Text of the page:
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Getting Started Trading with 1,000.00 Using Ninja Trader
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Getting Started Trading with 1,000.00 Using Ninja Trader

  #131 (permalink)
Trading Apprentice
miami florida
Futures Experience: Advanced
Platform: NinjaTrader
Favorite Futures: ES
Posts: 31 since Aug 2015
Thanks: 13 given, 35 received

As an aside, perhaps the goal can be better achieved with a platform other than NT? It's a rhetorical question and I don't know enough about other platforms to make an educated opinion.

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  #132 (permalink)
Normal Wizard
Sydney, NSW, Australia
Futures Experience: Intermediate
Platform: NinjaTrader with Jigsaw DOM
Favorite Futures: CL, 6E, ES, Piano
TickedOff's Avatar
Posts: 191 since Nov 2014
Thanks: 163 given, 198 received

GuyMM View Post
As an aside, perhaps the goal can be better achieved with a platform other than NT? It's a rhetorical question and I don't know enough about other platforms to make an educated opinion.

Platform isn't that important. Focus on developing skills/understanding and becoming profitable first. A losing trader will lose regardless what platform he is using. If you are already consistently profitable, selecting a platform to suit your needs can give you a little more edge or just make things easier. If you are a scalper you will probably need a good DOM, like the Jigsaw/xtrader one (cts aint bad either), if you build systems you will want to be able to program easily whatever it is you want etc. Autospreaders are useful if you trade spreads. If you just trade off price action/charts you should be good with any platform really. etc etc. So if you are just starting out Id recommend just demoing a few and using whatever you like best.

Understanding yourself is just as important as understanding markets.
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  #133 (permalink)
Trading for Fun
Kalispell montana
Futures Experience: Beginner
Platform: ninjatrader
Favorite Futures: es
Posts: 158 since Jan 2015
Thanks: 157 given, 23 received

DbPhoenix View Post
The implication is that the "trading worldview" centers around losses. It can at some point center around losses, depending on how the trader begins his journey. If he doesn't understand how markets work, if he does not have a thoroughly-tested and consistently-profitable trading plan, if he hasn't even thought about risk, much less accounted for it in his strategies and tactics, then, yes, quite soon he will be faced with losses. At that point, he can either become paralyzed by them, or he can ignore them until his broker notifies him that he no longer has enough in his account to trade.

The new trader should understand that the purpose of the market is to facilitate trade. He should understand that it functions according to the law of supply and demand. He should understand that the market is not sentient: it doesn't care about him, has no interest in what he wants or needs or what his personality is. It has no desire to make him happy nor to punish him. It has no desires at all.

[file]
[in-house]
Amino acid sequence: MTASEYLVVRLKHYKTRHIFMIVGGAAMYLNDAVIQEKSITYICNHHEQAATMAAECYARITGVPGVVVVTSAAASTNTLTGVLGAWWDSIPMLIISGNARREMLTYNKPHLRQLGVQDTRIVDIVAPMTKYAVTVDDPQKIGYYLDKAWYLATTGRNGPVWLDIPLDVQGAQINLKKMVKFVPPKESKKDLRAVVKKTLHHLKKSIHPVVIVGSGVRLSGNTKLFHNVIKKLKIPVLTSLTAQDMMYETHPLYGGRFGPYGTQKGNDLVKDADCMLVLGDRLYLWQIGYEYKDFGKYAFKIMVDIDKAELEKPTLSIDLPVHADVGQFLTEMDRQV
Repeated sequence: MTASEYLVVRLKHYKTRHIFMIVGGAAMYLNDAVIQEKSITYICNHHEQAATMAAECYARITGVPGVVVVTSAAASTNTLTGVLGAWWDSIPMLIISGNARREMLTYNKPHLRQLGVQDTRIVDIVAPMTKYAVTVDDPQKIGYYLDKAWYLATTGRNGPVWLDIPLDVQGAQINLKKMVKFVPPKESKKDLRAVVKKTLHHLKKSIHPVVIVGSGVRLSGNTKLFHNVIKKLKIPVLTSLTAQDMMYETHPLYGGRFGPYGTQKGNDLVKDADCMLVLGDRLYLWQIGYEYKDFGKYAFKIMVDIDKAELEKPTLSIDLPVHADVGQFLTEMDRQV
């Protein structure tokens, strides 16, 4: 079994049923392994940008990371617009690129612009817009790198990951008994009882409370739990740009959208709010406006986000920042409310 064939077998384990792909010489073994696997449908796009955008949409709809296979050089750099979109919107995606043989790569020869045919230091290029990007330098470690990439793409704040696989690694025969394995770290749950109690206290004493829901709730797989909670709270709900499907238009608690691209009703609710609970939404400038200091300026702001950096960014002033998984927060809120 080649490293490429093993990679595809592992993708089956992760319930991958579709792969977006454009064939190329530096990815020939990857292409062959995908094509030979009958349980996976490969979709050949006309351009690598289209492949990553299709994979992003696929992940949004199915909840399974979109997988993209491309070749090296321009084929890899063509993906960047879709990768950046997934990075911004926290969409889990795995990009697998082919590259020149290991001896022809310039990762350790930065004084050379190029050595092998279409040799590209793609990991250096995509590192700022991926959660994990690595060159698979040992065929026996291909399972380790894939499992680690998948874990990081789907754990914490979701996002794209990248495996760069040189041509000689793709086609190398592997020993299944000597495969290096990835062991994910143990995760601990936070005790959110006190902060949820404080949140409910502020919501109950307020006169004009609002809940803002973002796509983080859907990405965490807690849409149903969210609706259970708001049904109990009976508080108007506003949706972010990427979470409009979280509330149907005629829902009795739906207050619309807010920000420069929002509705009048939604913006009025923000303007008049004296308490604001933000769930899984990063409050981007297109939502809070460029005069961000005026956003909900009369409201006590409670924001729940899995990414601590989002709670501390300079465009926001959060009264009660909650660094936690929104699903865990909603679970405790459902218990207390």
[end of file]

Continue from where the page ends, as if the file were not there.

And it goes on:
Many if not most new traders -- and more than a few not-so-new traders -- will go to any lengths to avoid assuming responsibility for their trading and trades. This is why their trading plans, if any, are so "soft". Being soft, they do not lend themselves to the collection of data, and without data, the trader has no way of determining exactly what he is doing right and what he is doing wrong, much less what to do about either. If he conducts trading reviews at all, they tend to be of the self-congratulatory sort or a wallow in self-pity, neither of which helps him toward becoming a consistently successful trader.

Few new traders want to study the market. Those who read anything at all prefer to read what somebody says about the market rather than study the market itself. Few new traders are interested in practice, much less weeks to months of it. At the beginning, they generally succeed. They succeed because they have not yet learned fear. But the luck runs out sooner or later, and fear moves into the spare room and settles in for the duration. And the trader eventually becomes a statistic.

But this has all been said before by Jones, Seykota, Douglas, O'Neil, Gann, Gartley, Schabacker, Magee, Raschke, Schwartz, Oz, Zweig, and dozens of others. The message, however, is drowned out by Make Bazillions In Only Minutes A Day (at your kitchen table). And the beat goes on . . .

The trader who takes the other fork, though, studies the market. He learns why price goes up and down. He understands the scientific method and applies it to what he observes. He tests his hypotheses and begins to gather data in order to come up with a trading plan which is grounded in reality rather than wishes and hopes. He explores those strategies and tactics which enable him to act on what he has found as a result of his testing. He begins to understand that there is no such thing as a risk-free or loss-free method, but that his plan provides a level of predictability that provides a consistently profitable outcome over time. Not every trade. Over a series of trades. Over time. Therefore he does not freak out over losses but accepts them as part of the win-lose cycle*. They are a cost of doing business. Is he unaffected by them? Of course not. He analyzes them just as he analyzes his profitable trades so that he can maintain a course of continuing improvement.